Furthermore, over the past 200 years, political instability in the United States has waxed and waned in a pattern reminiscent of that in preindustrial societies. Political violence - urban riots, lynchings, violent labour disputes and so on - was almost absent in the early nineteenth century, increased from the 1830s and reached a peak in around 1900. The American Civil War occurred during this period of growing unrest. The instability then subsided during the 1930s, and the following two decades were remarkably calm. Finally, in the 1960s, political violence increased again(11).

It remains to be seen whether a modified version of the demographic - structural theory can explain this pattern. The point is that the study of such slow-moving processes requires a long-term view and an explicitly historical approach.

Learning lessons

Any claim that history can become a predictive science raises eyebrows. But scientific prediction is a broader concept than merely forecasting the future. It can be used to test theories. For example, two rival theories may make different predictions about the behaviour of some variable, such as birth rate, under certain social conditions. We then ask historians to explore the archives, or archaeologists to dig up data, and determine which theory's predictions best fit the data. Such retrospective prediction, or 'retrodiction', is the life-blood of historical disciplines such as astrophysics and evolutionary biology.

Cliodynamic theories will not be able to predict the future, even after they have passed empirical tests. Accurate forecasts are often impossible because of phenomena such as mathematical chaos, free will and the self-defeating prophecy. But we should be able to use theories in other, perhaps more helpful, ways: to calculate the consequences of our social choices, to encourage the development of social systems in desired directions, and to avoid unintended consequences.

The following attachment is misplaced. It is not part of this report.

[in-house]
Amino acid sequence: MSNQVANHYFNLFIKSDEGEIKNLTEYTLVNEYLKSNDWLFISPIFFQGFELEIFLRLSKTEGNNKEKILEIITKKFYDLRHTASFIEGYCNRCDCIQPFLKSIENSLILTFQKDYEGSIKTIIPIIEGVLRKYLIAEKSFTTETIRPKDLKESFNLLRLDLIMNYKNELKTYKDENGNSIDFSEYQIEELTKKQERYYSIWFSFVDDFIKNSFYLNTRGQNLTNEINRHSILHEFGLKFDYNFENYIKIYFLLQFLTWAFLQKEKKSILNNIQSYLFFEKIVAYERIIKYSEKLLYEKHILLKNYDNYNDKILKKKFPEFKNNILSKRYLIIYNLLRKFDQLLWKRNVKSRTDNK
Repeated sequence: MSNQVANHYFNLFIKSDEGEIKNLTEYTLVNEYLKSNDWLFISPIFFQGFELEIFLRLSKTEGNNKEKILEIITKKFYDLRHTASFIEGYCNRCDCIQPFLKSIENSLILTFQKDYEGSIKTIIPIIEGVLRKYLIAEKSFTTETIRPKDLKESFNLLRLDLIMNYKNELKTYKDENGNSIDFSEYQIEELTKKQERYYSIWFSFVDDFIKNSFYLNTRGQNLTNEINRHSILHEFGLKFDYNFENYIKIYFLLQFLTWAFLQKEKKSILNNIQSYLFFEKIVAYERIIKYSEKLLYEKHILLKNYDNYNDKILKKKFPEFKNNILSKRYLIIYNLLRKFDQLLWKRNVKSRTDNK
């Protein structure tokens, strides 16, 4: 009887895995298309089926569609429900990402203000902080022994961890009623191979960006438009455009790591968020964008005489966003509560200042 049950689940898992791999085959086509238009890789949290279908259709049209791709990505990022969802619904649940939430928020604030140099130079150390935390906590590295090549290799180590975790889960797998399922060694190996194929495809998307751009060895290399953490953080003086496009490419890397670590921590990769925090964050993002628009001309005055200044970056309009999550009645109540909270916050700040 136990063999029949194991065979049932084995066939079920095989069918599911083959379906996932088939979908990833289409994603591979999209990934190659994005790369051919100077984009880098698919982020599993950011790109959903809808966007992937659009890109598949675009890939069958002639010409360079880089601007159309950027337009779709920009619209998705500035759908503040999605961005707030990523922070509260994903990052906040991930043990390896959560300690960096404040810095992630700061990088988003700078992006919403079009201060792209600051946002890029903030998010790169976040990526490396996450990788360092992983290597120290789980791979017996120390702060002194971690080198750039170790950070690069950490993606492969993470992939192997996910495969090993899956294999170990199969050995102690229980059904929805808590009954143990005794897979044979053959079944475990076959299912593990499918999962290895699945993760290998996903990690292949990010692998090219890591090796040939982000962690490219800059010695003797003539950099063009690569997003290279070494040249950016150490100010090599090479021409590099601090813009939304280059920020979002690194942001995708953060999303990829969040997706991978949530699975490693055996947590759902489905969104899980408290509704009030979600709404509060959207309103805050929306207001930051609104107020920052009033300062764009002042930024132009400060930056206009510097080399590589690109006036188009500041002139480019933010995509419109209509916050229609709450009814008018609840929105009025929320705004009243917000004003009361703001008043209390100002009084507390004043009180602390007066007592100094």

Like other systems with nonlinear feedback, societies often respond to interventions in surprising ways. When the Assembly of Notables refused to approve a new land tax in 1787, they did not intend to start the French Revolution, in which many of them lost their heads. When Tony Blair was Britain's prime minister, he set out to increase the proportion of youth getting higher education to 50%. He was presumably unaware that the overabundance of young people with advanced education preceded the political crises of the age of revolutions in Western Europe(12), in late Tokugawa Japan and in modern Iran and the Soviet Union(9), (10).

It is time we heeded the old adage that those who do not learn from history are doomed to repeat it. We must collect quantitative data, construct general explanations and test them empirically on all the data, rather than on instances carefully selected to prove our pet narratives. To truly learn from history, we must transform it into a science.

1. Demandt, A. Der Fall Roms: die Auflösung des Römischen Reiches im Urteil der Nachwelt (Beck, Munich, 1984).
2. Turchin, P. Historical Dynamics: Why States Rise and Fall (Princeton Univ. Press, 2003).
3. Turchin, P. War and Peace and War: The Life Cycles of Imperial Nations (Pi Press, 2006).
4. Mack, A. (ed.) Human Security Report 2005: War and Peace in the 21st Century (Oxford Univ. Press, 2005).
5. Fischer, D. H. The Great Wave: Price Revolutions and the Rhythm of History (Oxford Univ. Press, 1996).
6. Turchin, P. & Nefedov, S. Secular Cycles (Princeton Univ. Press, 2008).
7. Nefedov, S. PhD dissertation [in Russian] (Ekaterinburg Univ., 1999).
8. Korotayev, A. & Khaltourina, D. Introduction to Social Macrodynamics: Secular Cycles and Millennial Trends in Africa (URSS, 2006).
9. Goldstone, J. A. Revolution and Rebellion in the Early Modern World (Univ. California Press, 1991).
10. Goldstone, J. A. J. Int. Affairs 56, 3 - 21 (2002).
11. Levy, S. G. Political Violence in the United States, 1819-1968. (Computer file, Inter-University Consortium for Political and Social Research, Ann Arbor, 1991).
12. O'Boyle, L. J. Modern Hist. 42, 471 - 495 (1970).